Read All About It: Israel's Emerging Food Scene

cookbooks2Now that Jerusalem has become one of the best selling cookbooks in recent years, it may be time to look at it in context. The recipes are wonderful, the photographs are mouthwatering, the narrative is compelling and democratic. Beyond food, the book has touched something deeper in all of us. Jerusalem, home to more than 60 religious and ethnic communities, is a lodestar for spirituality, sharing and healing, along with a full measure of continuing strife. So beyond the book's virtues of history combined with recipes, unusual ingredients and flavors, it allows us to hold in our hands a gastronomic overlay to the region's millennial conflicts, through a universal experience that connotes peace and above all, pleasure. I had the rare opportunity last year to interview authors Yotam Ottolenghi and Sami Tamimi, the former is Israeli, the latter Palestinian, when they came to New York on a book tour. We three sat on the bima in a huge Park Slope synagogue, and gazed upon hundreds of fans who came to listen to their stories and then hungered for more. It was clear to all of us assembled there that their Jerusalem penetrated into a realm far deeper than cooking. The cuisine that the authors express speaks to ancient realities and present truths: The kitchen table knows no boundaries; and no wall, however high and long, can ever be so impermeable to prevent the vapors of the collective culinary consciousness waft through.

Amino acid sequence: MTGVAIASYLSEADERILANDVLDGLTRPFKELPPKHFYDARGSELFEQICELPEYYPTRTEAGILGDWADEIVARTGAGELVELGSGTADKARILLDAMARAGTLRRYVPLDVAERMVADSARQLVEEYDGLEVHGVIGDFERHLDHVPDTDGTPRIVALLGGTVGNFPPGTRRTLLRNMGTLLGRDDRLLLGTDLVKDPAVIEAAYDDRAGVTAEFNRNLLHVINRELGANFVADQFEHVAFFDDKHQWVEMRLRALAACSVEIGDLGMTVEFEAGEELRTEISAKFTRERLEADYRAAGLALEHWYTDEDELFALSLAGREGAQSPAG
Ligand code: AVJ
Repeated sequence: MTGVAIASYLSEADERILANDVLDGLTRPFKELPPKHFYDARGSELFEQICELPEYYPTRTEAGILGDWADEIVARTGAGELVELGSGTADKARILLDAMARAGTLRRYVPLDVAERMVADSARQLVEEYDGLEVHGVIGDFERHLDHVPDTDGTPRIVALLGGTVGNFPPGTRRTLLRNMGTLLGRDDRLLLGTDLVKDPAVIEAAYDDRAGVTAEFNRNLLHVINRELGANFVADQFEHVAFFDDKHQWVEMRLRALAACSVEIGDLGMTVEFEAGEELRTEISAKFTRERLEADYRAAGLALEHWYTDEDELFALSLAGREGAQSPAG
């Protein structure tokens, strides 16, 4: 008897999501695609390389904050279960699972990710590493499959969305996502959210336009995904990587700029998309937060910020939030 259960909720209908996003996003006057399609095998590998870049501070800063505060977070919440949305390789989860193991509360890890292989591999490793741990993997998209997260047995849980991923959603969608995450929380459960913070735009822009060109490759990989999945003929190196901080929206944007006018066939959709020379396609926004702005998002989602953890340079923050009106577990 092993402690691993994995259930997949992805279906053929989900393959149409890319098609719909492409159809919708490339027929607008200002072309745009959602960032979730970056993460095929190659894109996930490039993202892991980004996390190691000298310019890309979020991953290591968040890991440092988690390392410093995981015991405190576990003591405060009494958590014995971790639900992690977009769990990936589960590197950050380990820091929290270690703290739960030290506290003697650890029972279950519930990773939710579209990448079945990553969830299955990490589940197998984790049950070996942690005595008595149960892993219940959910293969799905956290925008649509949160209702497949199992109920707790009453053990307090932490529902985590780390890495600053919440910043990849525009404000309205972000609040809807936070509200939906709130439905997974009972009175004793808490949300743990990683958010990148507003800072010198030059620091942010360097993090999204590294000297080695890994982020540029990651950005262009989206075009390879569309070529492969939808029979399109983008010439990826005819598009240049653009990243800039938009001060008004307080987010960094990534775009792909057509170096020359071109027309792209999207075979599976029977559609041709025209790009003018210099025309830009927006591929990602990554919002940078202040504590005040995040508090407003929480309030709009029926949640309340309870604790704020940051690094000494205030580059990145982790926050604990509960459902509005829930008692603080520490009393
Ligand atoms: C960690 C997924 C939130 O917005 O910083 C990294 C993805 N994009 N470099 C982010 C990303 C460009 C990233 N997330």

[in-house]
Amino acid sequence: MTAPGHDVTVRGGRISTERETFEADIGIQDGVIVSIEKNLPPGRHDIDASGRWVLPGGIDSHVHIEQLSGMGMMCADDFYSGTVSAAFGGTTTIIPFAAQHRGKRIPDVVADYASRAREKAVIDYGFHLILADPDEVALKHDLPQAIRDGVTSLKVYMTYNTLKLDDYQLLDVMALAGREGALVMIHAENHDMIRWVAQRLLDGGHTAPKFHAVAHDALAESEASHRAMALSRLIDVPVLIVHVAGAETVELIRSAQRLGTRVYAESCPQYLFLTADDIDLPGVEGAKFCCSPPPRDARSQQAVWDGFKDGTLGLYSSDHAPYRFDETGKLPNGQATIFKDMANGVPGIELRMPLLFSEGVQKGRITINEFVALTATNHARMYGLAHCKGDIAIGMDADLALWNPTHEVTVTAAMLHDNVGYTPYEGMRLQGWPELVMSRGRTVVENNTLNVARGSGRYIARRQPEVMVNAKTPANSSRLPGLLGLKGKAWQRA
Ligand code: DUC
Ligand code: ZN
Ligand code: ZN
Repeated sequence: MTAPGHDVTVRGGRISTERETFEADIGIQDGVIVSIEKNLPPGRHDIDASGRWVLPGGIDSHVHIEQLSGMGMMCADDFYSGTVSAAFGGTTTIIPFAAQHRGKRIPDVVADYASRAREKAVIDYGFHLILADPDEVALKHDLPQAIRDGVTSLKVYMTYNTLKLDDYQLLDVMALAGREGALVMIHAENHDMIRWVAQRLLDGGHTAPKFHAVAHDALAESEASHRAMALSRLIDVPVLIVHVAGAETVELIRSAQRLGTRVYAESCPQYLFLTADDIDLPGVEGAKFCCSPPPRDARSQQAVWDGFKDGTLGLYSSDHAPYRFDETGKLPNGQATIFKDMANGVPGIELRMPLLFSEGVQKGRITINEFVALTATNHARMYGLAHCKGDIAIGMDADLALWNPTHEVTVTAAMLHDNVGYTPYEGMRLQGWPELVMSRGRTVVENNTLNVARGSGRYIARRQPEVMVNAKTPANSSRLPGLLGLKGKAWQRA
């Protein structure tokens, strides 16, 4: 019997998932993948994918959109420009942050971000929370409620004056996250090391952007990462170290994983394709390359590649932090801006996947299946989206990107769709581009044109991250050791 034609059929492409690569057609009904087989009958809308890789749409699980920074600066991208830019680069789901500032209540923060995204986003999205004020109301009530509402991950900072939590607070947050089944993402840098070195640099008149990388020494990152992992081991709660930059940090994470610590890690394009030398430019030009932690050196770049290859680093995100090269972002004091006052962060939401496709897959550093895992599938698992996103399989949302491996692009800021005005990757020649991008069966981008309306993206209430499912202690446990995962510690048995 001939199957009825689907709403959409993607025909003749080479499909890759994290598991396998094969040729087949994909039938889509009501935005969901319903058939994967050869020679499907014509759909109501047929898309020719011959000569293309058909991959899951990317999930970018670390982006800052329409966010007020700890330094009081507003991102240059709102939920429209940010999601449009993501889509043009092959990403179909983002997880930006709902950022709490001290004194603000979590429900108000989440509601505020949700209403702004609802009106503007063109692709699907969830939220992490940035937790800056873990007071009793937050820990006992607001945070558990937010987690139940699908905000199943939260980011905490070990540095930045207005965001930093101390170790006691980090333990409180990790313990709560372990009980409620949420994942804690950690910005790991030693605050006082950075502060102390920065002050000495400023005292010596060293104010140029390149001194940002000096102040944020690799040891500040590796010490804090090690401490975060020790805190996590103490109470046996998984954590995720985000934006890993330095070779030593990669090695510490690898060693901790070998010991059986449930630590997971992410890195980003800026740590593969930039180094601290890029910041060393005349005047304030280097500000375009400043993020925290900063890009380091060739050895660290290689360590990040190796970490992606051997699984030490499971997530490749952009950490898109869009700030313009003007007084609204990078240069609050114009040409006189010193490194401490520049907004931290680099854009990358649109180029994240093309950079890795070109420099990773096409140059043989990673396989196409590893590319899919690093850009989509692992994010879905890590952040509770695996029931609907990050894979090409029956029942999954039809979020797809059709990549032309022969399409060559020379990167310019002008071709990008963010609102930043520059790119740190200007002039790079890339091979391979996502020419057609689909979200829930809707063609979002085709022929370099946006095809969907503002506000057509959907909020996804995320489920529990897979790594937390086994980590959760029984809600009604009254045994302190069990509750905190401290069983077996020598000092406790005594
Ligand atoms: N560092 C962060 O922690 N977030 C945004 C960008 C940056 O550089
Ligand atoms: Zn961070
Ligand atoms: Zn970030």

Just this weekend, I had pleasure of a parallel experience. This time, the talented and ebullient chef, Einat Admony, owner of New York City restaurants Balaboosta, Taim and Bar Bolonat, expressed the food of another diaspora. Vivid dishes -- cooked and served in her Brooklyn loft to a handful of journalists and friends - blended the recipes of her native Iran with Arabic verve, and Israeli cunning. Pomegranate mimosas, spicy Yemenite s'chug, brown-boiled eggs, delectable fried eggplant, osovo (an overnight peasant dish with myriad variations - ours included rice and marrow bones), kubaneh (a slow-cooked Yemenite bread), and malabi (a traditional milk custard) with red fruit conserve for dessert made an emphatically evocative case for "new Israeli cuisine." Best of all, the recipes are easily found in Ms. Admony's beautiful new book Balaboosta published this week by Artisan.

If asked who I'd have come to a last dinner, Yotam, Sami and Einat would certainly be among my guests. But so too would be the five journalists who graced the stage of the Museum of Jewish Heritage on October 6th for an event entitled "Frothed Milk and Truffled Honey." It was a nod to the ebullient creativity that's fermenting in the kitchens of Israel's best chefs. Janna Gur, food writer and publisher of Israel's most prestigious culinary magazine Al Hashulchan, said that the best word to describe the new Israeli cuisine is "fresh." Fresh referring to the abundance of Israel's technicolor produce, fresh referring to the culture's rampant innovation, and fresh also referring to the sassy ingenuity with which chefs there have absorbed culinary influences from the entire region and integrated them into a new, electrifying cuisine.

In 1996, I was one of four "Women Chefs for Peace" on a mission to Israel. Upon my return I wrote an article for the New York Times called "A Region's Taste Commingles in Israel." I predicted then that it was the trend to watch. And now, it's here.

A Balaboosta Brunch